Enormous mock wall challenges Israeli apartheid on U of Illinois campus

Guest contribution by Yarah Kudaimi

In light of Israeli Apartheid Week, Students for Justice in Palestine at the University of Illinois at Urbana-Champaign constructed a ninety-foot wide, seventeen-foot tall wall mirroring the barrier wall built by Israel enclosing the West Bank. Construction of the original wall  in the West Bank began in 2002 under the guise of Israeli security. In actuality though, it is yet another expression of illegal colonial expansionism.

The 470-mile wall cutting through parts of the West Bank has annexed Palestinian land and separated Palestinians from each other and from access to land, schools, and health care. In addition, it winds in such a way to annex the most fertile soils and gives Israel optimum use of the majority of Palestinian water resources. According to international law, building this wall on Palestinian territory is illegal.

SJP-UIUC intended to raise awareness about this barrier wall by erecting a mock version of the wall on the University’s main quadrangle, the heart of student life. The wall has been up since Monday, April 16 and will be taken down on Friday, April 20. During this time, it has attracted the attention of thousands of students, faculty, and campus staff.  The wall blocked the view of the building directly behind it and towered over students, reflecting the confinement and intimidation Palestinian civilians regularly experience under the wall’s presence. Similar to the actual wall in the West Bank, SJP members used the wall as a canvas of expression. They painted the panels with pictures, quotations, and statistics. Information about refugees, Palestinian detention, and the historical context surrounding the occupation of Palestine was printed directly on the wall for the campus community to see.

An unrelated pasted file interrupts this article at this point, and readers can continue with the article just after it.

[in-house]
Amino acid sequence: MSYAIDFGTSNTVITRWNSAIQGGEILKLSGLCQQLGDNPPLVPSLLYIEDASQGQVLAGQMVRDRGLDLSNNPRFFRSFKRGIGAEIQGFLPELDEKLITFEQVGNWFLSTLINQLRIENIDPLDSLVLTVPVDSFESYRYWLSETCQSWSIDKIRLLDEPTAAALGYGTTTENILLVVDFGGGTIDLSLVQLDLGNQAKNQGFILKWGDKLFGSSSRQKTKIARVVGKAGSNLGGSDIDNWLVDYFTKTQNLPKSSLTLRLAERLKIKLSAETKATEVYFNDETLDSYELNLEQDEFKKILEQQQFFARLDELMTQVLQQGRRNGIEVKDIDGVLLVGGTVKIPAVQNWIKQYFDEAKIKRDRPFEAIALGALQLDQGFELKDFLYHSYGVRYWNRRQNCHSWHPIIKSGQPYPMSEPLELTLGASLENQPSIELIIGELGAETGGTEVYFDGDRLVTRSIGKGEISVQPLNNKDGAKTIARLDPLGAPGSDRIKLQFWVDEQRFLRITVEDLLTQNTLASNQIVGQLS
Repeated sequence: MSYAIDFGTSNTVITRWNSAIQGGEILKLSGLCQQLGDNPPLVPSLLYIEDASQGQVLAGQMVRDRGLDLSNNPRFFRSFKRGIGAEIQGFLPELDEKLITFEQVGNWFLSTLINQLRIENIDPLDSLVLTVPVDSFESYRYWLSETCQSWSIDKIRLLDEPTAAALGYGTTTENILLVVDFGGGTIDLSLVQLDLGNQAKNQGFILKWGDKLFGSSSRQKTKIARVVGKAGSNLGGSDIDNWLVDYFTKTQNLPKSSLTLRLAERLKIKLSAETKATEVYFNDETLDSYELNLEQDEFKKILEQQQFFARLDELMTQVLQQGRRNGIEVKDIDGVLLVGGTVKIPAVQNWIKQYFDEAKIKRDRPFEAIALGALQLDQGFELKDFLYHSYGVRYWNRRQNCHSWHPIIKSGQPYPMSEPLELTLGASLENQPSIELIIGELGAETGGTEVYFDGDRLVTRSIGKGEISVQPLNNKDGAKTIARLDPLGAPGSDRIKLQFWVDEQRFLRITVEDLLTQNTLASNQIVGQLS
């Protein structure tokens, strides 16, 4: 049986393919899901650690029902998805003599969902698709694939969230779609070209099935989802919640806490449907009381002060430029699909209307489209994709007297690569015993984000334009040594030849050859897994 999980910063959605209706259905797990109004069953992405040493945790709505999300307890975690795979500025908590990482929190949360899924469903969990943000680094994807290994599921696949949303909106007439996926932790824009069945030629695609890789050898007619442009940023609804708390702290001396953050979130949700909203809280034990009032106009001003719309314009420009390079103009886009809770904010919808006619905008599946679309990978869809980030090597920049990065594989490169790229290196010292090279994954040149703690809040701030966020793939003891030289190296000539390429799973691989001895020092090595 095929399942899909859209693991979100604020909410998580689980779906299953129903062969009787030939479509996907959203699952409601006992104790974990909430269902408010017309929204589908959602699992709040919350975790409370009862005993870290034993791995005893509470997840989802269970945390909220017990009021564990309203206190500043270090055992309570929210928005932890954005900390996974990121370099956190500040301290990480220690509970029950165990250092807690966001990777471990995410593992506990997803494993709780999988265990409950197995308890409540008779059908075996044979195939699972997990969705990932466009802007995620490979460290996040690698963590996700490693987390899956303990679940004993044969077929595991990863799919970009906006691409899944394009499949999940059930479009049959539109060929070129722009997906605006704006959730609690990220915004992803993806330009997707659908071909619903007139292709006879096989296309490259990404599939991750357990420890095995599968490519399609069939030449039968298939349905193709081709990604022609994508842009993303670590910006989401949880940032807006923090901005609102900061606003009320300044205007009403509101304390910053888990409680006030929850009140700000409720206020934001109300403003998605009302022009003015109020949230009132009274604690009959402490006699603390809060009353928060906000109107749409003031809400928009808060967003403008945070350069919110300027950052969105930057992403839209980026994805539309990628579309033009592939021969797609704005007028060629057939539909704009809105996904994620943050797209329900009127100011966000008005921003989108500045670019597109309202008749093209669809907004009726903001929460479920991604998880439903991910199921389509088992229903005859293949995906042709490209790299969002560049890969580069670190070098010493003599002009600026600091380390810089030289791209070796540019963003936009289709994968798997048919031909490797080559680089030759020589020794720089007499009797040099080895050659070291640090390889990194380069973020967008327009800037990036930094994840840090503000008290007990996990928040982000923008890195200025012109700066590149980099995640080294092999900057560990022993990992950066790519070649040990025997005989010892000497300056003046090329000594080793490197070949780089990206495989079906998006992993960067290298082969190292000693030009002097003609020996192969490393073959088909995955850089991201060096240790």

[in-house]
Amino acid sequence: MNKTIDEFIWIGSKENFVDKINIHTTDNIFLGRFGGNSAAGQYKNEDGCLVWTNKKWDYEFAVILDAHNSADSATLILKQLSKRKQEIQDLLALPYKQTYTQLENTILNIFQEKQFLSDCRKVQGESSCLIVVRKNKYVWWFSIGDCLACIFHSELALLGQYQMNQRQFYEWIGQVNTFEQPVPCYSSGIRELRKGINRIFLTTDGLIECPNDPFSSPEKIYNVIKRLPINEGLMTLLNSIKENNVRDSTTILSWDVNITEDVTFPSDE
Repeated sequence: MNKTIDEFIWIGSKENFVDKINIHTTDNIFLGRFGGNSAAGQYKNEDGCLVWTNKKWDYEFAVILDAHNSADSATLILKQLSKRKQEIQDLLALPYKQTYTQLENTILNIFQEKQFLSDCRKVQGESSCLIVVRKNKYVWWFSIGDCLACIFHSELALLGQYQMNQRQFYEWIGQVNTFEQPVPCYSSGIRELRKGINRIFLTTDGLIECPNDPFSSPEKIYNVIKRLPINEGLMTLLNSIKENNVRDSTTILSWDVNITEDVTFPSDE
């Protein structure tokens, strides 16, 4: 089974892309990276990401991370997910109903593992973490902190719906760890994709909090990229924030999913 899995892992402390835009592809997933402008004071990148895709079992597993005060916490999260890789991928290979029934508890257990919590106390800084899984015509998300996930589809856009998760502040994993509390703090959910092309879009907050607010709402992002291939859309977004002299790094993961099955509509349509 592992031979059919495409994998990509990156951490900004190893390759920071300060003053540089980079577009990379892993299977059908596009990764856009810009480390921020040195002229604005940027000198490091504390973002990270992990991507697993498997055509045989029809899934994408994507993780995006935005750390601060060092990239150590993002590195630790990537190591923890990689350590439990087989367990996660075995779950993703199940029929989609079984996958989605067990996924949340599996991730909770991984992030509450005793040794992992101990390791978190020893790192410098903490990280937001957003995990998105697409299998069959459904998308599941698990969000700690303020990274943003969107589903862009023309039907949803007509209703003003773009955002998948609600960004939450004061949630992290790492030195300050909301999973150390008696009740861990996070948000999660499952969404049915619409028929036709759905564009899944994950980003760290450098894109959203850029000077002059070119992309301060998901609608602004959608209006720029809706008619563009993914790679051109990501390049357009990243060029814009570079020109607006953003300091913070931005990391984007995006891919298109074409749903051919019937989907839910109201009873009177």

The wall is just one feature of SJP-UIUC’s scheduled Israeli Apartheid Week. So far, the week included a panel that examined comparisons between apartheid South Africa and apartheid Israel. Others events included a screening of the documentary “Roadmap to Apartheid” and a presentation on Palestinian female activism, in collaboration with the Women’s Resource Center.

The campus response has been overwhelmingly positive and the presence of the wall has encouraged discussion. Many students admitted they knew nothing of the wall and were eager to ask questions.

Peace between Palestinians and Israelis is vital, but meaningful peace between both parties can only be ensured if people have an understanding of the entire conflict. Often, campuses neglect to present the issue as one of displacement and human rights violations. As such, this wall serves as a symbolic tool to bring the Palestinian voice to the forefront of campus discourse. It is the hope of SJP-UIUC that UIUC students will use the information presented as a first step in continuing to think critically about the Palestinian conflict and work towards justice and fair treatment of all who are oppressed.

For more photographs of the wall, click here.

Yarah Kudaimi

Yarah Kudaimi is a second-year pre-med student majoring in both Psychology and Political Science at the University of Illinois at Urbana-Champaign.


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